2019 marks my 10-year veganniversary! To be honest, I don’t remember the exact date I became fully vegan as I was in college and it took me awhile to eat up the dairy-containing snacks I had stashed in my dorm room.
When I went vegan, there weren’t a million plant-based milk choices, the only widely available cheese I remember was Tofutti American singles (which I haven’t seen in years) and the only chickn I remember was Boca chickn patties (which I still love!). When Daiya was first founded, a group of vegan friends and I would order it in bulk straight from the company in Canada, divy it up and freeze it. Now Daiya is in most mainstream grocery stores! I also remember trying Gardein for the first time, which was only available at restaurants when it first came out, and it terrified me because it was the meatiest vegan food at the time. Now we have soooo many plant-based meat, milk, cheese and egg options! (Confession: I’ve never tried any of the vegan egg alternatives — I love tofu so much and have always been satisfied with tofu scramble or making egg patties out of silken tofu for breakfast sandwiches).
Quick story about my journey to veganism: I became vegan in 2009 after a few months of vegetarianism, totally for ethical reasons. I didn’t like meat and so looked up what it meant to be a “vegetarian” and from there started researching animal agriculture. I joined my university’s animal rights group and when I learned about the atrocities of the egg and dairy industries, as well as those exploiting animals for clothing, entertainment and testing, I knew I wanted to live a vegan lifestyle. I went to college with Michelle Cehn, founder of worldofvegan.com, who started our uni’s animal rights club and was a huge part of my lifestyle shift! We’re still friends today and I regularly write about vegan nutrition for World of Vegan.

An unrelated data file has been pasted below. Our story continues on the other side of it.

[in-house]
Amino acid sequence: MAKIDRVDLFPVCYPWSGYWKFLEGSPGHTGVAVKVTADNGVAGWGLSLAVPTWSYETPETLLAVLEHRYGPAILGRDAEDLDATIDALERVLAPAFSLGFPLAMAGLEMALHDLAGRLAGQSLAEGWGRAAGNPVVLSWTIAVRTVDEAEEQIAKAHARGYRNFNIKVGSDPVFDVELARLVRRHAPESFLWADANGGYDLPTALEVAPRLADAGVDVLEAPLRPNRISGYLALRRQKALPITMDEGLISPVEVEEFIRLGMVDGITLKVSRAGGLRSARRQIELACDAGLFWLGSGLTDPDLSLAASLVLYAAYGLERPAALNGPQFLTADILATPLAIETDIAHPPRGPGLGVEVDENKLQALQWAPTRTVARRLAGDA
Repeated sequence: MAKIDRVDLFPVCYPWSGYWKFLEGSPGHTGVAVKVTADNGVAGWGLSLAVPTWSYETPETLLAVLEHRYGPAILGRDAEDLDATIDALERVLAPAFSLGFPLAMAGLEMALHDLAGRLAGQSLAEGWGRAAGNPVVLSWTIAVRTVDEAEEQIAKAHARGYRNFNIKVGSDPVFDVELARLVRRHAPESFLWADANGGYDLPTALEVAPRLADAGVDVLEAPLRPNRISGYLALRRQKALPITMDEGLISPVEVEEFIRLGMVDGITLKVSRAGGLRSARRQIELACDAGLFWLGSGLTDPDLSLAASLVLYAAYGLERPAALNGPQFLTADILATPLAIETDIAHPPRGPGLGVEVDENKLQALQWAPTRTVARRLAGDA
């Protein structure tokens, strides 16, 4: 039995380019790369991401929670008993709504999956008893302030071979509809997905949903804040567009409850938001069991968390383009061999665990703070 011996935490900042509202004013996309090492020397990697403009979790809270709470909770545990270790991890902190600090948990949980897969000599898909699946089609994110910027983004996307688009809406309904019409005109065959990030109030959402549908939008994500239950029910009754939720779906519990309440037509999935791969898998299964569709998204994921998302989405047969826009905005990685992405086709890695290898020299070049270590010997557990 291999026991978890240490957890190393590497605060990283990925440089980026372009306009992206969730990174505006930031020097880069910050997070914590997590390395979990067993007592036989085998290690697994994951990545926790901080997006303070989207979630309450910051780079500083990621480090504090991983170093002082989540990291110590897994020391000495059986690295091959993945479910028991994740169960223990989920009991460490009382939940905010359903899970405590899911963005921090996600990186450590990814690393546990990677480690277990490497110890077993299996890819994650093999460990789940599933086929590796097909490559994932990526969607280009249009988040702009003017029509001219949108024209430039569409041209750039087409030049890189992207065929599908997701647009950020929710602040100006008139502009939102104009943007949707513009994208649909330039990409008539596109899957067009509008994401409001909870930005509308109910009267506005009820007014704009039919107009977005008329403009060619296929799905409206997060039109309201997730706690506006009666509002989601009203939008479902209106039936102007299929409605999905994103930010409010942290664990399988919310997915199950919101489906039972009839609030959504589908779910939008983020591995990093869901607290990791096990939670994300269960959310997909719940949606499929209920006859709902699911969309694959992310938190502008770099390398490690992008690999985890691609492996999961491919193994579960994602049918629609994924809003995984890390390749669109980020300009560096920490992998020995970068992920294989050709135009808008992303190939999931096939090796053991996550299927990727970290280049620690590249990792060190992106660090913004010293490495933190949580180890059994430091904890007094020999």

I also had some periods of disordered eating, compulsive exercise and body dysmorphia during these last 10 years, much of it tied to the growing plant-based movement, and you can read more about my body acceptance and intuitive eating journey here.
A lot has happened in my life during the last 10 years. I changed my college major (from pre-med and biology to pre-med and nutritional biochemistry to just nutrition, on the track to become an RDN rather than an MD), I was a summer camp counselor, I moved from the dorms to an off-campus apartment with a friend, I worked in both bench and clinical research, I lived with a boyfriend, I lived on my own, I was in a long-distance relationship, I got matched to a dietetic internship, I graduated from college, I moved “back home” to Illinois, I taught summer school, I substitute taught middle and high schoolers, I earned my master’s degree, I completed my dietetic internship, I got my first job as a dietitian (long-term care), I left that job to come to the city to work in research, I started my side hustle private practice, I met my now-husband, I started my blog, I switched jobs within the same company (from research to communications), I got married… those are some of the big things that happened.
Throughout these experiences, changes and milestones, veganism has been a constant in my life. How I eat, how I move my body and how I advocate for animals has changed. I’ve met so many wonderful vegan activists, dietitians and friends. While I’ve learned a ton, I attempted to boil it down to just 10 lessons.
1. Activism is more than protests, demonstrations and marches